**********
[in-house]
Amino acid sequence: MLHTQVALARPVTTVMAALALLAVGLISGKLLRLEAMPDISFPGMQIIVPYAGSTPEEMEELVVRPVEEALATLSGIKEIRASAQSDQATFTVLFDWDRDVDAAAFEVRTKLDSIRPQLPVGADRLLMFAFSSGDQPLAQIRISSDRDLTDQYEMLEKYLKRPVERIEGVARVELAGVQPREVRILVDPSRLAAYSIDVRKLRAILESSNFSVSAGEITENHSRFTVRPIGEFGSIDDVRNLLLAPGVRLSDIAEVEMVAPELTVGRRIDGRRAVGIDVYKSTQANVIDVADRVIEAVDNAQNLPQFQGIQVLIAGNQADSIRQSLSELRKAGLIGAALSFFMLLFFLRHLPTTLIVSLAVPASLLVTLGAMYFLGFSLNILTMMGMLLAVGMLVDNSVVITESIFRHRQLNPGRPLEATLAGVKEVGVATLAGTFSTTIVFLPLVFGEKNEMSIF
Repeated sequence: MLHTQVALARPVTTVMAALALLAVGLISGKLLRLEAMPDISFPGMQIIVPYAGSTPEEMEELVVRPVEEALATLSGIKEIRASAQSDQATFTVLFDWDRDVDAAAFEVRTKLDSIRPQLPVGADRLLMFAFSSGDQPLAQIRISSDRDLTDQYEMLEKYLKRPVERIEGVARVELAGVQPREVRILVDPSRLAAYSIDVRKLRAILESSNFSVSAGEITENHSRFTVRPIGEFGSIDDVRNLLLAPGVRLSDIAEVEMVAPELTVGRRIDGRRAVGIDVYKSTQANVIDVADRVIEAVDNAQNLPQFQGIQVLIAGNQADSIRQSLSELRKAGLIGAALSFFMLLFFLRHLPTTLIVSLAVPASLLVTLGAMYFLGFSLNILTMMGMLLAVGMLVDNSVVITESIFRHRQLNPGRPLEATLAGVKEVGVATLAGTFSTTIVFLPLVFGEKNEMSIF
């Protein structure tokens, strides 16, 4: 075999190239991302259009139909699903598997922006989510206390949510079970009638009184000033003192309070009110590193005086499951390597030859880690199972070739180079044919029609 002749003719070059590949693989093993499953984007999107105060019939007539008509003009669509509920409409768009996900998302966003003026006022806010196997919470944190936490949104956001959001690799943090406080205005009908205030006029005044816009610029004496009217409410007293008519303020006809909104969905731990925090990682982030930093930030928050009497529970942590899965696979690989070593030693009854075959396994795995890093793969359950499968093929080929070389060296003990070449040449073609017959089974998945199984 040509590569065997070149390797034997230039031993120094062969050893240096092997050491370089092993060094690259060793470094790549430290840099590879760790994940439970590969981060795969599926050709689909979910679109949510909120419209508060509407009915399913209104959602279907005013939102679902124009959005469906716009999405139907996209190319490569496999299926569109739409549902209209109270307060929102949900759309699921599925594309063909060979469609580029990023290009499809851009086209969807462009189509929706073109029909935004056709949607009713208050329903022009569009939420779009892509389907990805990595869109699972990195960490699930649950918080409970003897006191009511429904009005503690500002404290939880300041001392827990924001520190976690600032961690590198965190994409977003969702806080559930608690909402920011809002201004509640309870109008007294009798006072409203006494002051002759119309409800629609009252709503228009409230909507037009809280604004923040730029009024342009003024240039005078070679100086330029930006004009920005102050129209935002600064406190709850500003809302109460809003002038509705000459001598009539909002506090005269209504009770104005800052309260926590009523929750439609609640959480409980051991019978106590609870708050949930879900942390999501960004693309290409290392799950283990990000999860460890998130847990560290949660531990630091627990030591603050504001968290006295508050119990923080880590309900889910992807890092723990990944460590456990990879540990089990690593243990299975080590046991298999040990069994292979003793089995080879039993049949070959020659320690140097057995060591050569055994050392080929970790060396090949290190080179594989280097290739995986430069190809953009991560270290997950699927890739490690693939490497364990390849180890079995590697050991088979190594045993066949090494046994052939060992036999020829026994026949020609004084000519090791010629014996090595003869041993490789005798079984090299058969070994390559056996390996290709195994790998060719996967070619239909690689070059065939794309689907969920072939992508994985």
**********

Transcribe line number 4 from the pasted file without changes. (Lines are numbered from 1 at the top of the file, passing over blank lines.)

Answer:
């Protein structure tokens, strides 16, 4: 075999190239991302259009139909699903598997922006989510206390949510079970009638009184000033003192309070009110590193005086499951390597030859880690199972070739180079044919029609 002749003719070059590949693989093993499953984007999107105060019939007539008509003009669509509920409409768009996900998302966003003026006022806010196997919470944190936490949104956001959001690799943090406080205005009908205030006029005044816009610029004496009217409410007293008519303020006809909104969905731990925090990682982030930093930030928050009497529970942590899965696979690989070593030693009854075959396994795995890093793969359950499968093929080929070389060296003990070449040449073609017959089974998945199984 040509590569065997070149390797034997230039031993120094062969050893240096092997050491370089092993060094690259060793470094790549430290840099590879760790994940439970590969981060795969599926050709689909979910679109949510909120419209508060509407009915399913209104959602279907005013939102679902124009959005469906716009999405139907996209190319490569496999299926569109739409549902209209109270307060929102949900759309699921599925594309063909060979469609580029990023290009499809851009086209969807462009189509929706073109029909935004056709949607009713208050329903022009569009939420779009892509389907990805990595869109699972990195960490699930649950918080409970003897006191009511429904009005503690500002404290939880300041001392827990924001520190976690600032961690590198965190994409977003969702806080559930608690909402920011809002201004509640309870109008007294009798006072409203006494002051002759119309409800629609009252709503228009409230909507037009809280604004923040730029009024342009003024240039005078070679100086330029930006004009920005102050129209935002600064406190709850500003809302109460809003002038509705000459001598009539909002506090005269209504009770104005800052309260926590009523929750439609609640959480409980051991019978106590609870708050949930879900942390999501960004693309290409290392799950283990990000999860460890998130847990560290949660531990630091627990030591603050504001968290006295508050119990923080880590309900889910992807890092723990990944460590456990990879540990089990690593243990299975080590046991298999040990069994292979003793089995080879039993049949070959020659320690140097057995060591050569055994050392080929970790060396090949290190080179594989280097290739995986430069190809953009991560270290997950699927890739490690693939490497364990390849180890079995590697050991088979190594045993066949090494046994052939060992036999020829026994026949020609004084000519090791010629014996090595003869041993490789005798079984090299058969070994390559056996390996290709195994790998060719996967070619239909690689070059065939794309689907969920072939992508994985």